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Tiny Microchips Enable Extreme Science

By NASA News

July 15, 2016

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Researchers at the U.S. National Aeronautics and Space Administration (NASA) have developed a family of application-specific integrated circuits (ASICs) designed to measure particles in space.

The tiny, radiation-resistant microchips are an important part of NASA's Juno spacecraft, which entered Jupiter's orbit on July 4.

The microchips aboard Juno are part of the Jupiter Energetic Particle Detector Instrument (JEDI), a state-of-the-art device that will measure the composition of the huge magnetic system surrounding the planet, known as the magnetosphere. The ASICs measure the speed, energy, and position of particles and photons in space with time accuracy down to a fraction of a billionth of a second. Without these chips, satellite electronics would be much heavier and require substantially more shielding and power.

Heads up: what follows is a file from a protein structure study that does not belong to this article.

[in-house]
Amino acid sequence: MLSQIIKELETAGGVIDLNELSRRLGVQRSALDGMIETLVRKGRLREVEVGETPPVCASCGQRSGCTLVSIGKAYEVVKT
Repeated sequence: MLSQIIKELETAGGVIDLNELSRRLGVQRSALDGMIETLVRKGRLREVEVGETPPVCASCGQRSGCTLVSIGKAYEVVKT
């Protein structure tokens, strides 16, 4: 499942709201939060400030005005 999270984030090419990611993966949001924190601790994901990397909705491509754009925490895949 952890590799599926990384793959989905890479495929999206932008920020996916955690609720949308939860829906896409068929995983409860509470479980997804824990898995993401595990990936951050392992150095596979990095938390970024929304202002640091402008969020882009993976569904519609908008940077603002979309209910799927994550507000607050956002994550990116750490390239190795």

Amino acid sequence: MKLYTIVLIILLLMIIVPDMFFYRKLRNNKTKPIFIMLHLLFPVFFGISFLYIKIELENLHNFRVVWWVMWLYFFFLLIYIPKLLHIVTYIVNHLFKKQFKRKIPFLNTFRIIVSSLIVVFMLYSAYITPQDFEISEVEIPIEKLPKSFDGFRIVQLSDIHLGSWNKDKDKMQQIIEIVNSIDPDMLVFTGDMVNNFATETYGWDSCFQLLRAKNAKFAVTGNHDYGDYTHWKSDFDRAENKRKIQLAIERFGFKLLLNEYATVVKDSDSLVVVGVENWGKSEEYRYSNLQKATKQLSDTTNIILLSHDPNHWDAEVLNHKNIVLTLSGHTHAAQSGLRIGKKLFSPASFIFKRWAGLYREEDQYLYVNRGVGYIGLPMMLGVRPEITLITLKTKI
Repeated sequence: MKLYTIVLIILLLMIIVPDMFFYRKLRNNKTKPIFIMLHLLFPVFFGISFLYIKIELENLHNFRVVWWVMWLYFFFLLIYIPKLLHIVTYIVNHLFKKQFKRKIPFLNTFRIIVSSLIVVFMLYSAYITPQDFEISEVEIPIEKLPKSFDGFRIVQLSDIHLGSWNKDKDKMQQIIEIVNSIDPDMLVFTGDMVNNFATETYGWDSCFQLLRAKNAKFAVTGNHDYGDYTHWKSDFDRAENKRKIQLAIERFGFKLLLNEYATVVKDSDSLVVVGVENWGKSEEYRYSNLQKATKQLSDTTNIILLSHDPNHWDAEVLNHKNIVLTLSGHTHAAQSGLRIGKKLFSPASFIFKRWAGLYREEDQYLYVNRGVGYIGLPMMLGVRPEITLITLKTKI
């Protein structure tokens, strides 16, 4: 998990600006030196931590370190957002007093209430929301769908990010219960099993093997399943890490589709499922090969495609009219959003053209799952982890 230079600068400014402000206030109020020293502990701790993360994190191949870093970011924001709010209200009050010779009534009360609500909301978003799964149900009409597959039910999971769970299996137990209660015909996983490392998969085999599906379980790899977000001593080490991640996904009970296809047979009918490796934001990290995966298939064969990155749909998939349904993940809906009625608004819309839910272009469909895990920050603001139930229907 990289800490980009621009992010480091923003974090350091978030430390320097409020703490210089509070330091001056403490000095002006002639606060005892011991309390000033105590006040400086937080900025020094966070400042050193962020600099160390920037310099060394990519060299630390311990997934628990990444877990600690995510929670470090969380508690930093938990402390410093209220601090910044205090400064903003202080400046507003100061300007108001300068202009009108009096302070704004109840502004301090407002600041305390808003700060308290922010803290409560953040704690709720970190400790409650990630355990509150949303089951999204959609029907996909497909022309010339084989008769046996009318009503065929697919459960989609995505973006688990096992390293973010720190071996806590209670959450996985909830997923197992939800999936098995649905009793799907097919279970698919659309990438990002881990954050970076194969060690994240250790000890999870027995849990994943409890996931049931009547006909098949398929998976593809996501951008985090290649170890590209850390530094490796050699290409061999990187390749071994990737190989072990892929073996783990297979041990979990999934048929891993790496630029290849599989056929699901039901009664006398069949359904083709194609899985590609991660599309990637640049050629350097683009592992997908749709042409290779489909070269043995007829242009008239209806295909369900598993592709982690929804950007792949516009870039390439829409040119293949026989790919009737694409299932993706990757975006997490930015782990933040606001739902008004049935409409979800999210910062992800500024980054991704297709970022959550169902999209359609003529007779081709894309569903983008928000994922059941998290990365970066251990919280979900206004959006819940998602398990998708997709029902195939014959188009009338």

The chips will help researchers understand Jupiter's environment and how it was formed and continues to evolve.

ASICs have been incorporated in many other NASA missions to study a diverse range of space environments from close to the sun to the heart of Earth's radiation belts to the edge of the solar system.

However, the Juno ASICs were specially developed to be radiation-hardened, enabling them to withstand the harsh, radiative environment of Jupiter's magnetosphere.

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